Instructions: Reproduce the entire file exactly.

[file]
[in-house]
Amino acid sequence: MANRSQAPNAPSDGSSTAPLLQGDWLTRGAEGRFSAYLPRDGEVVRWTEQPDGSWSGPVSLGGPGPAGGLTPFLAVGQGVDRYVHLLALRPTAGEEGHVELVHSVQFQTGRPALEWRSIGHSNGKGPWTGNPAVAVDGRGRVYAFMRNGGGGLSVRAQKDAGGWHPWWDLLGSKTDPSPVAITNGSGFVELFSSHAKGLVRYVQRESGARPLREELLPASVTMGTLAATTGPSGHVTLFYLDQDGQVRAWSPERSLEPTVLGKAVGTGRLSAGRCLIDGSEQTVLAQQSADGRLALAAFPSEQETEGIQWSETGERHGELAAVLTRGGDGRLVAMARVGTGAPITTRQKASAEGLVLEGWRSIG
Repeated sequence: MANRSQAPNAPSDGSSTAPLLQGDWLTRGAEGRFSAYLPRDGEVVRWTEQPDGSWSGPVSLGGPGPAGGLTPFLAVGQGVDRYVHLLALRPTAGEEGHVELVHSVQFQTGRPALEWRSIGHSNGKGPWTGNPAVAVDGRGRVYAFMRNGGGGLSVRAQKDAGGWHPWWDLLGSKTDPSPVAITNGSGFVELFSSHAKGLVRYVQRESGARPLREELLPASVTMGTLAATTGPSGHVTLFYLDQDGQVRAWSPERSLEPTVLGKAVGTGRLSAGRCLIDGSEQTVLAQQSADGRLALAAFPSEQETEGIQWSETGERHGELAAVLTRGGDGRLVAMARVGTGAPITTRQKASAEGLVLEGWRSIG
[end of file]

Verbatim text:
[in-house]
Amino acid sequence: MANRSQAPNAPSDGSSTAPLLQGDWLTRGAEGRFSAYLPRDGEVVRWTEQPDGSWSGPVSLGGPGPAGGLTPFLAVGQGVDRYVHLLALRPTAGEEGHVELVHSVQFQTGRPALEWRSIGHSNGKGPWTGNPAVAVDGRGRVYAFMRNGGGGLSVRAQKDAGGWHPWWDLLGSKTDPSPVAITNGSGFVELFSSHAKGLVRYVQRESGARPLREELLPASVTMGTLAATTGPSGHVTLFYLDQDGQVRAWSPERSLEPTVLGKAVGTGRLSAGRCLIDGSEQTVLAQQSADGRLALAAFPSEQETEGIQWSETGERHGELAAVLTRGGDGRLVAMARVGTGAPITTRQKASAEGLVLEGWRSIG
Repeated sequence: MANRSQAPNAPSDGSSTAPLLQGDWLTRGAEGRFSAYLPRDGEVVRWTEQPDGSWSGPVSLGGPGPAGGLTPFLAVGQGVDRYVHLLALRPTAGEEGHVELVHSVQFQTGRPALEWRSIGHSNGKGPWTGNPAVAVDGRGRVYAFMRNGGGGLSVRAQKDAGGWHPWWDLLGSKTDPSPVAITNGSGFVELFSSHAKGLVRYVQRESGARPLREELLPASVTMGTLAATTGPSGHVTLFYLDQDGQVRAWSPERSLEPTVLGKAVGTGRLSAGRCLIDGSEQTVLAQQSADGRLALAAFPSEQETEGIQWSETGERHGELAAVLTRGGDGRLVAMARVGTGAPITTRQKASAEGLVLEGWRSIG